“Whether it’s The Specials or The Clash or The Beat, we were all known as people’s bands because we made music for the people. We sang what was happening for the normal working class person.”
Ska legends The Beat will perform at the Charles Hotel on Monday, April 1.
MEG CRAWFORD speaks with Ranking Roger.
It’s the late ‘70s in England and under Maggie Thatcher’s iron-fisted rule unemployment levels are out of control, folks are losing their homes because interest rates are skyrocketing, the unions are getting a hiding, racism’s rife, youth is disaffected and yet somehow the rich are getting richer.
It’s against this bleak backdrop that the second wave of ska bands such as Madness, The Specials, The Selector and The Beat are born, bringing with them a fierce political message and a bit of light. It’s also the moment that Roger Charlery, better known as Ranking Roger (Ranking being shorthand for top ranking), a cheeky 16 year-old with a shitload of fire in his belly, is about to jump the punk fence, join the rude boys and become the baby of The Beat.
Looking back, Roger attributes his savvy to the social and political climate, but fundamentally it came from being a punk. “A lot of the fire that came out of me was from the early punk days,” Roger explains. “I was one of Birmingham’s only black punks. That was a great thing because I used to go into the pub and DJ and MC, or toast if you like, over punk records and the punks loved it.”
The tale of how he came to join The Beat is a corker. The Beat’s first ever gig was actually as support for punk outfit The Dum Dum Boys for whom Roger was the drummer. “They went on first and blew us off stage,” laughs Roger. “There was no way we could compete with that.”
But by that point of time, Roger had already developed a habit of jumping up on stage and toasting for bands, so he gave it a whirl with The Beat and the rest is history. Ballsy move for a kid.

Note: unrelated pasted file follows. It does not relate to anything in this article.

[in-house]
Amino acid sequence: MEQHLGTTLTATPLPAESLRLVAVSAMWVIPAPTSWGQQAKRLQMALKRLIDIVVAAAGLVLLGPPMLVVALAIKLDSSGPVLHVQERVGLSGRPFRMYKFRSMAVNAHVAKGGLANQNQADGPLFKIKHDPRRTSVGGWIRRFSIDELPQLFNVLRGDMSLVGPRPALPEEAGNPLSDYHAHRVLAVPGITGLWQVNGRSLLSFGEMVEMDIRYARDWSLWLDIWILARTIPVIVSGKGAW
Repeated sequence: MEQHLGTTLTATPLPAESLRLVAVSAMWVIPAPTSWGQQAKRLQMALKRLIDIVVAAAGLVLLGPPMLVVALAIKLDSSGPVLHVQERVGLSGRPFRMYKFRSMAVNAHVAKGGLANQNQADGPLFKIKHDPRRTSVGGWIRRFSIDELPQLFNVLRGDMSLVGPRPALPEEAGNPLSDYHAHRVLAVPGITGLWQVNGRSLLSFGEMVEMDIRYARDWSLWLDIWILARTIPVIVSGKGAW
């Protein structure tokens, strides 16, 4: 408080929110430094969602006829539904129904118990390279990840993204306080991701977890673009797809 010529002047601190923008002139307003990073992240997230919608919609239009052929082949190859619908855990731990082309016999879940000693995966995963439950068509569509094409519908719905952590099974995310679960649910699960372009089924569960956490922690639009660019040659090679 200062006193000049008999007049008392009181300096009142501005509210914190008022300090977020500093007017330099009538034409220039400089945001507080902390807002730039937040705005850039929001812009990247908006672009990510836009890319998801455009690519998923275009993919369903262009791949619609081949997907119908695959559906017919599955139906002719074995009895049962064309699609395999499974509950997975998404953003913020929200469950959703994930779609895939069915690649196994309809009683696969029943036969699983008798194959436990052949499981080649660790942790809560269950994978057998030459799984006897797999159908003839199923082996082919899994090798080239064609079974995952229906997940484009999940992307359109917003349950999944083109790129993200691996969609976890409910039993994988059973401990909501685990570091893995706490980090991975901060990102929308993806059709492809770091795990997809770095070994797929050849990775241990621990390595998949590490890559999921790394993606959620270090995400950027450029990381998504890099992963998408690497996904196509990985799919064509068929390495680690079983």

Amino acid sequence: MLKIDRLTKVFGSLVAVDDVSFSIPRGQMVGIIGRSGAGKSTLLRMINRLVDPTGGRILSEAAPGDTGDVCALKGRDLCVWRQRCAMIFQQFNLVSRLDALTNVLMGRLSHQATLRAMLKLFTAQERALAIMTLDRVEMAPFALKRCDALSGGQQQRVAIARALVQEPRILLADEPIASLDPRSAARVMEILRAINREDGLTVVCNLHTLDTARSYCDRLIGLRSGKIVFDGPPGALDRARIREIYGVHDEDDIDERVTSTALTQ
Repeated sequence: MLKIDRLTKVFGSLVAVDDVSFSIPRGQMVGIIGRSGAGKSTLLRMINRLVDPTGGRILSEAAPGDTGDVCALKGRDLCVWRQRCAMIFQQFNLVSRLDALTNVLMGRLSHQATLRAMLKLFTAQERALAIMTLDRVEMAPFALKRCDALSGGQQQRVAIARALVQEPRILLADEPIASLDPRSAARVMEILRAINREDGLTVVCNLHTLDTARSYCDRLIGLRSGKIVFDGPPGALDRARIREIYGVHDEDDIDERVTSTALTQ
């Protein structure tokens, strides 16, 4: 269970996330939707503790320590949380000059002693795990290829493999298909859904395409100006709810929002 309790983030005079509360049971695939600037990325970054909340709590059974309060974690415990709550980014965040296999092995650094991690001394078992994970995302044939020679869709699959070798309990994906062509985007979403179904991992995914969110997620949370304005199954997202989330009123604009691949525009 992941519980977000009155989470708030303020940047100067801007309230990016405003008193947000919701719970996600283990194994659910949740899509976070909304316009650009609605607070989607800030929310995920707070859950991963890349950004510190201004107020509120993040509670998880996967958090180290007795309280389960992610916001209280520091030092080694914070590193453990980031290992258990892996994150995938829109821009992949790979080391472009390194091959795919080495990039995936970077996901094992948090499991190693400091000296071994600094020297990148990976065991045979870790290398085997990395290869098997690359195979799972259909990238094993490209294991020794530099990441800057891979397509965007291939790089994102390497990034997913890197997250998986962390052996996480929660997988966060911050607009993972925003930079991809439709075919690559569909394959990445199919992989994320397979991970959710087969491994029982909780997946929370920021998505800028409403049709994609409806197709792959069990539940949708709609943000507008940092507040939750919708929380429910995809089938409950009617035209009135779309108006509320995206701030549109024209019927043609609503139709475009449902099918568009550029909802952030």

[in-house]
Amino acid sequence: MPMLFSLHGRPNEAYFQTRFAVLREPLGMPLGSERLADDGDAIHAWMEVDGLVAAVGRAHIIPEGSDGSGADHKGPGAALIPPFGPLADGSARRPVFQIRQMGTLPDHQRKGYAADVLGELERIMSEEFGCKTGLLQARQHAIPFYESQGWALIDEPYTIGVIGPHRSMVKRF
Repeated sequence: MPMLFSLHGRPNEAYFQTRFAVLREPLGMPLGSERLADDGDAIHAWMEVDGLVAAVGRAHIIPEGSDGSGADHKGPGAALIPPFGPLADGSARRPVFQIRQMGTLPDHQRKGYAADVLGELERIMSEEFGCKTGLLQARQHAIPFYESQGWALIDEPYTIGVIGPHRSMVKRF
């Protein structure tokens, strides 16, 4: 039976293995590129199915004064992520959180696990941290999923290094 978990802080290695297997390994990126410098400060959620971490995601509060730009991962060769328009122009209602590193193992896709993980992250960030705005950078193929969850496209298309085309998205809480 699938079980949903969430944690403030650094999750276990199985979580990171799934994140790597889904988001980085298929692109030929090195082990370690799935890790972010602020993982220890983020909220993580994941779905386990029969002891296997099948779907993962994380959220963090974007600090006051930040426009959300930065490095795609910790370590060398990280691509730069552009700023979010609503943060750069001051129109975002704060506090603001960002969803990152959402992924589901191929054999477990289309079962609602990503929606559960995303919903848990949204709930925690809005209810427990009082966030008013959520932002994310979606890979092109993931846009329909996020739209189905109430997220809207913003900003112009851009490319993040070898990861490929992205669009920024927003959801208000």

“I was very cheeky about it,” Roger laughs. “A lot of people who were at those kind of concerts would know me from going to other discos. So by the time I went on stage, I’d get a cheer. I used to wait for the singer to get a drink and I’d just jump up at the front and start MCing. Believe it or not, it was so good even the band didn’t mind. In the end, people would be going ‘Will he go up tonight or will he not?’. I always used to, if I saw a moment I’d do it and get a cheer. It was part of building my reputation.
“So bold I think, but security was a lot more lax then and because of the kind of concerts I went to, they were Rock Against Racism concerts, it looked great when a black guy got up and was MCing over a punk tune. I had to force my way, but I only did that because I read that the Sex Pistols used to do the same thing in the beginning. They used to turn up at a gig and say to the promoter, ‘We’re the support band’. So, basically I listened to Johnny Rotten and got myself into a band by doing it.”
Considering what it was like back in the day, have things improved? “Not at all,” rues Roger. “In fact, I think they’re worse. I know a lot of parents don’t even allow kids to watch the news because it’s so awful and horrible. The news is worse than I was a kid, I know that much – we’re seeing worse pictures on the television.”
Musically things are a bit wonky too. “Everything’s gone X Factor-ish and if you don’t sound like this week’s flavour, you don’t stand a chance,” Roger observes. “But I think at the same time, music has become so diverse that anything can become a hit nowadays. The chances of a reggae tune being number one are as high as a pop tune, it’s just who’s got the catchiest tune that month. But as far as young bands go, there aren’t that many that we could count as political. There are a few out there, but not enough to make a difference to youth.”
While it never disappears, ska seems to make a resurgence every couple of years. Roger attributes this to the fact that ska didn’t quite reach the heady heights it deserved during the second wave. “It got big and it got into the charts and every band had a hit,” he reflects. “But I think because of the political messages that were in the songs, they quashed it really quick. It had a nice six-month fame kind of span, but then they stopped it and brought in the New Romantics – in came Spandau Ballet.
“I think they did it on purpose because they could see how dangerous it could be. At the time we had people striking all over the country and we were singing Stand Down Margaret and The Specials had Ghost Town out, which got to number one in the charts, and there were riots everywhere. With that kind of climate, our music came out at the right time. Whether it’s The Specials or The Clash or The Beat, we were all known as people’s bands because we made music for the people. We sang what was happening for the normal working class person. I think because it was short-lived, it never reached its potential, so every few years it comes back again.”